Part 1: How to build a Job board with Vue js and the Laravel 5.5 API ?

Commissioning the back end series

Created on: December 20, 2017

Updated on: December 20, 2017

Introduction

Api based applications are used in a plethora of web development services applications and use case scenarios. As users we have become used to using API's in a wide variety of contexts. We use them within forms on bidding sites, they are used to feed vital information from the servers as a means to reduce the amount of data pollution that can occur if the users of your applications have open ended fields.

This effectively means that you have a certain amount of control of the web development services application user interface. In its simplest form an API is a set of requirements that govern how one application can talk to another.

We are going to create our own API in the following tutorial and we will do this in 3 parts. Part 1 is where we will concentrate on the back end, we will create an API using Laravel 5.5, we will create a series of routes that will be consumed by our views. Part 2 will be concerned with setting up our template and the jobs listing. And part 3 will be concerned with wiring up our applications so that the backend and front end talk to each other.

Please note that this 2 part tutorial on setting up an API and front end replaces the Laravel 5.2 API back end / front end tutorial that is currently on medium.com

As with all tutorials we are going to make an assumption here and it is that you already have Laravel Valet installed.

However if you don't, please check out the following link to install it:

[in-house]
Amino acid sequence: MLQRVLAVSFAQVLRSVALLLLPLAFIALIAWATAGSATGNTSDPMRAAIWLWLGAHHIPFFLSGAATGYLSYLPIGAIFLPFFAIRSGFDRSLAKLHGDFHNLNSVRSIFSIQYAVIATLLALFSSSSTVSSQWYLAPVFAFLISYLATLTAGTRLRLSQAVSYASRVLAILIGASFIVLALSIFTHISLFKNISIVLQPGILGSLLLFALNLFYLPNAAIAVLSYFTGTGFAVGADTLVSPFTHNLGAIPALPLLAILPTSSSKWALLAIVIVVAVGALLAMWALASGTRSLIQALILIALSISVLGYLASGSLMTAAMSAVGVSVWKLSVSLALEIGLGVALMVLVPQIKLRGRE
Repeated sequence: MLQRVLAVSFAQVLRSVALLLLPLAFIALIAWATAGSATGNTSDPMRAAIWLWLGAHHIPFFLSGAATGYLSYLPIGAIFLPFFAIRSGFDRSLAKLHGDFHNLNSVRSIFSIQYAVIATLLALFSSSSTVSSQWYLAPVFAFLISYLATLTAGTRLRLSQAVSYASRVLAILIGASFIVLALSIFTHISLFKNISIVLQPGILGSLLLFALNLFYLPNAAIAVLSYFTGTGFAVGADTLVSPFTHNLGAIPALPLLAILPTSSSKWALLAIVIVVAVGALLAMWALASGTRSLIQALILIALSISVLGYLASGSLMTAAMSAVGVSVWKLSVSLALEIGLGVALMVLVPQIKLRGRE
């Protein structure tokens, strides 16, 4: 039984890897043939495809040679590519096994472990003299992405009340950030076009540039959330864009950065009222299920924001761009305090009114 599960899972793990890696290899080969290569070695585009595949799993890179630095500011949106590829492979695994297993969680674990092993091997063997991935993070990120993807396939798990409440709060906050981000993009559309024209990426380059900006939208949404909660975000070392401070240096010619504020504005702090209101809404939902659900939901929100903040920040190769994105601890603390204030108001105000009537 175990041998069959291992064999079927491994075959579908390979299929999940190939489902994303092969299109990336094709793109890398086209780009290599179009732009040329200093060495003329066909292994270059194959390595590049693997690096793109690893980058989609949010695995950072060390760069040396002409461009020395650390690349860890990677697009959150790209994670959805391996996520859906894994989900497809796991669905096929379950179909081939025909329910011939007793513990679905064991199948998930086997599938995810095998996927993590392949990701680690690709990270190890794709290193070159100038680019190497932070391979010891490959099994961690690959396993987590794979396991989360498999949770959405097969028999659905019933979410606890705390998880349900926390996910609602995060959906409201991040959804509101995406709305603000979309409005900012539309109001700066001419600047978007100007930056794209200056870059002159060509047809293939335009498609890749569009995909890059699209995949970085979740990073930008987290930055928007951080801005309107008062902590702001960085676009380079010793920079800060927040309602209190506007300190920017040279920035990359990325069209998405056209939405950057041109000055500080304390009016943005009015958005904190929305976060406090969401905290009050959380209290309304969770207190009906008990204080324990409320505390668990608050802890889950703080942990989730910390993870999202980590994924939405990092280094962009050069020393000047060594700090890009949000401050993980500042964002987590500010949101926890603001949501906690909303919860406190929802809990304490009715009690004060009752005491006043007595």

https://laravel.com/docs/5.5/valet

To start with go to your command prompt and type the following:


laravel new jobboard

Now that we have created the jobboard directory we need to assign the correct permissions to this directory to ensure we can write to it.

At the command prompt type the following:

cd jobboard

sudo chmod -R 777 vendor storage

Please ensure that you create your database for your application and create a .env file. Within your, .env file make sure that the correct database name and password are added to the environmental variables.

Setting up your model

Create your Job class

At the command prompt type the following:

php artisan make:model Job -m

The job model is used to store all of the attributes that are associated with a job, such as title, type, description etc. We need to specify the fields we declared earlier within the database fields in order to prevent a mass exception violation from occurring.

app

class Job extends Model
{
    protected $fillable = ['reference', 'title', 'type', 'description', 'employer', 'location', 'salary', 'post_date'];
}

Migration

The migration file for the jobs table is located within database / migrations, go in to this folder and add the following fields for our migration.

database/migrations

class CreateJobsTable extends Migration
{

    public function up()
    {
        Schema::create('jobs', function (Blueprint $table) {
            $table->increments('id');
            $table->string('reference');
            $table->string('employer');
            $table->string('title');
            $table->string('location');
            $table->string('salary');
            $table->string('post_date');
            $table->string('type');